"In spite of the defendant's duty to furnish a safely designed lawnmower, defendant supplied a lawnmower which was dangerously designed and unfit for the purpose for which is was intended."COUNT THREE
"Plaintiff sues the defendant, incorporating by reference all the allegations contained in Count One of this Declaration and further alleges that on or about May 8, 1966, defendant sold to the plaintiff a `Garden Mark Lawnmower' in a defective condition unreasonable to plaintiff as the user of said lawnmower; that defendant was and is engaged in the business of selling lawnmowers, and that the lawnmower purchased by plaintiff from the defendant reached plaintiff without change in the condition in which it was sold.
"As the result of the unreasonably dangerous condition of the lawnmower, while using it to cut the grass in his yard, plaintiff received serious, painful, permanent and disabling injuries to his left foot and damages as set out in Count One, herein, for all of which the defendant is strictly liable.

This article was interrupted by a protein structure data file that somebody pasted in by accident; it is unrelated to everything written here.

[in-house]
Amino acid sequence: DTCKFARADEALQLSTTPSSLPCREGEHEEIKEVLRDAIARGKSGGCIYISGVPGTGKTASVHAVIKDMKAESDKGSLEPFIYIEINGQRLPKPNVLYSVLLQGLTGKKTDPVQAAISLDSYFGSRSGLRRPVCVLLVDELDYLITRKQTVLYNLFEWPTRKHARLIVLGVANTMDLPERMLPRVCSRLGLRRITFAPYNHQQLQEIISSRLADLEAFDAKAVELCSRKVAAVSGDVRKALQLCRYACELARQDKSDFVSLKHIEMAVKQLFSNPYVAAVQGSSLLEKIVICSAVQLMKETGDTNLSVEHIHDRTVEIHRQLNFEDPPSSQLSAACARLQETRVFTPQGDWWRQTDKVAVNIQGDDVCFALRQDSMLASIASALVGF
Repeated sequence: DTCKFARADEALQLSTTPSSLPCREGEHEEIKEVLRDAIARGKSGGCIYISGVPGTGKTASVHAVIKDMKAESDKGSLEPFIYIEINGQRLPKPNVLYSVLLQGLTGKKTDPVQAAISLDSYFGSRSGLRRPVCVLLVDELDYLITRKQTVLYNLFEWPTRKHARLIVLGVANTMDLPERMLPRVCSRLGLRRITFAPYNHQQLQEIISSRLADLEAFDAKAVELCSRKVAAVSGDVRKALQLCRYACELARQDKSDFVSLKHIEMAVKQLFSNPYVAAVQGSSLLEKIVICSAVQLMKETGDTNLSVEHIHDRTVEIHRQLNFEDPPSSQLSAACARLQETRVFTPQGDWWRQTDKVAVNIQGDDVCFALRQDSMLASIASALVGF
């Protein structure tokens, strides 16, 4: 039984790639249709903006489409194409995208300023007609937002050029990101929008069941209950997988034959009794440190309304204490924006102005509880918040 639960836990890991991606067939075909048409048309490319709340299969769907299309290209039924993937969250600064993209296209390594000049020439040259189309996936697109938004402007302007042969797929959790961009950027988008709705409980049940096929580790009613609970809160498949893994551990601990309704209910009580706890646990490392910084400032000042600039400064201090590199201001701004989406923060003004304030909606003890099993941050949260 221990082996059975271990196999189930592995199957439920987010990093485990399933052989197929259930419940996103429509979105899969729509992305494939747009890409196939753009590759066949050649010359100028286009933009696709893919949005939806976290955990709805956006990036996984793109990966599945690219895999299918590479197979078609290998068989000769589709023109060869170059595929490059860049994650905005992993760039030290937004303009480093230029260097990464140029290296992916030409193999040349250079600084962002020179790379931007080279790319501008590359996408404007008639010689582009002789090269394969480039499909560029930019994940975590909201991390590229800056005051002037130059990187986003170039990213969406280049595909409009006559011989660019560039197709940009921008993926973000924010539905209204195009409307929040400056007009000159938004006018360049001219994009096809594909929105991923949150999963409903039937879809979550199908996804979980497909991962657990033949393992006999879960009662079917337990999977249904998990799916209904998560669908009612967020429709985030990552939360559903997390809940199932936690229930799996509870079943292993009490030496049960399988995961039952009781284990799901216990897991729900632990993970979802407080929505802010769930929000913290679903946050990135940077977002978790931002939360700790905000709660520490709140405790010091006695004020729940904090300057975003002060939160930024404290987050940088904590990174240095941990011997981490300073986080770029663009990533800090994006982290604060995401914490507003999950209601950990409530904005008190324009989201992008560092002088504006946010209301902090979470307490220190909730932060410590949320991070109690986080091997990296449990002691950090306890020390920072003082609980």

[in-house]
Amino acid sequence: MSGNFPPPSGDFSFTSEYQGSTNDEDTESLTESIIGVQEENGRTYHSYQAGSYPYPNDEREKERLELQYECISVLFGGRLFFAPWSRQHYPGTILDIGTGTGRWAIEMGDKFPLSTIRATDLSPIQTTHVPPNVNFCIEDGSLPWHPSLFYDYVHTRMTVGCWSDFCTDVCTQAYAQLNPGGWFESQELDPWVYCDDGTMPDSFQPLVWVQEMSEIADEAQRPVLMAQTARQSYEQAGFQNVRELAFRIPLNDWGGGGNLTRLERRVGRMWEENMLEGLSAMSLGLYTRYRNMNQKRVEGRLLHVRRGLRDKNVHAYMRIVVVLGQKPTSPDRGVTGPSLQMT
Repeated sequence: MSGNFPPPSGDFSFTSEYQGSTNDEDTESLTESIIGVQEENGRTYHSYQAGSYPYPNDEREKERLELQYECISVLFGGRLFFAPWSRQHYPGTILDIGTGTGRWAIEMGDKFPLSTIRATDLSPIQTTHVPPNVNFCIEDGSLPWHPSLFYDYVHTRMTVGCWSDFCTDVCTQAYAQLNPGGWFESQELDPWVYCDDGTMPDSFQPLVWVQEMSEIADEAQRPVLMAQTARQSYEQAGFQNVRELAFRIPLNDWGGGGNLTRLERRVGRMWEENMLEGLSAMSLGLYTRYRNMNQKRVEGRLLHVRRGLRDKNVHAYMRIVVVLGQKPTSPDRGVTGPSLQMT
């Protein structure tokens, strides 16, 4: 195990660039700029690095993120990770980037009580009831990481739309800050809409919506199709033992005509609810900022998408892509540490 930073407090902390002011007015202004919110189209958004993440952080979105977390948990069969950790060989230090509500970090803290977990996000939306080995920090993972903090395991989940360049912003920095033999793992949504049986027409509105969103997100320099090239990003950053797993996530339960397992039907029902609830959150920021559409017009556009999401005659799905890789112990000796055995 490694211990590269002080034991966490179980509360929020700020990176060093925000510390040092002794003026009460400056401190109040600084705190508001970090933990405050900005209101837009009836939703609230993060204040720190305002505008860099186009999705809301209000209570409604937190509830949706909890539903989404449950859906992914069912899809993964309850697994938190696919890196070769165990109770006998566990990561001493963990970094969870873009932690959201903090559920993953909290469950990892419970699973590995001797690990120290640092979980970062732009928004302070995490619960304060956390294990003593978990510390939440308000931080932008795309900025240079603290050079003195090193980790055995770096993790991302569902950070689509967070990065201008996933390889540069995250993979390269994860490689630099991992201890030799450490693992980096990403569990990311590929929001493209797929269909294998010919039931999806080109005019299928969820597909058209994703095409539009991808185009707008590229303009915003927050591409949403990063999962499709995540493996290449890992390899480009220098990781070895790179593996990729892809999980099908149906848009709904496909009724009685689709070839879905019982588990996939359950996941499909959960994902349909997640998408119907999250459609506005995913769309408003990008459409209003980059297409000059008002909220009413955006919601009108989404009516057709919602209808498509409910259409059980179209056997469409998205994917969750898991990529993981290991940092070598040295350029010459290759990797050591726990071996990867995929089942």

* * *
(Loss of Consortium)
"Plaintiff, Harold Myers and Plaintiff, Bernice Myers, sue the defendant Montgomery Ward and Company, Inc., incorporating by reference all the allegations contained in Counts One, Two and Three of this Declaration and further allege that they were at the time of both the purchase of said lawnmower and the time of the injuries received by Harold Myers and are now, husband and wife, and that the defendant proximately caused and continues to cause the plaintiffs jointly to suffer loss of consortium to the detriment of their marital relationship without any action on their part contributing thereto."
Ward and MTD concede that the facts alleged in the last paragraph above quoted of Count One and incorporated by reference in the other Counts were well pleaded. For the purposes of a demurrer, the truth of these facts must be admitted.
Both Ward and MTD demurred: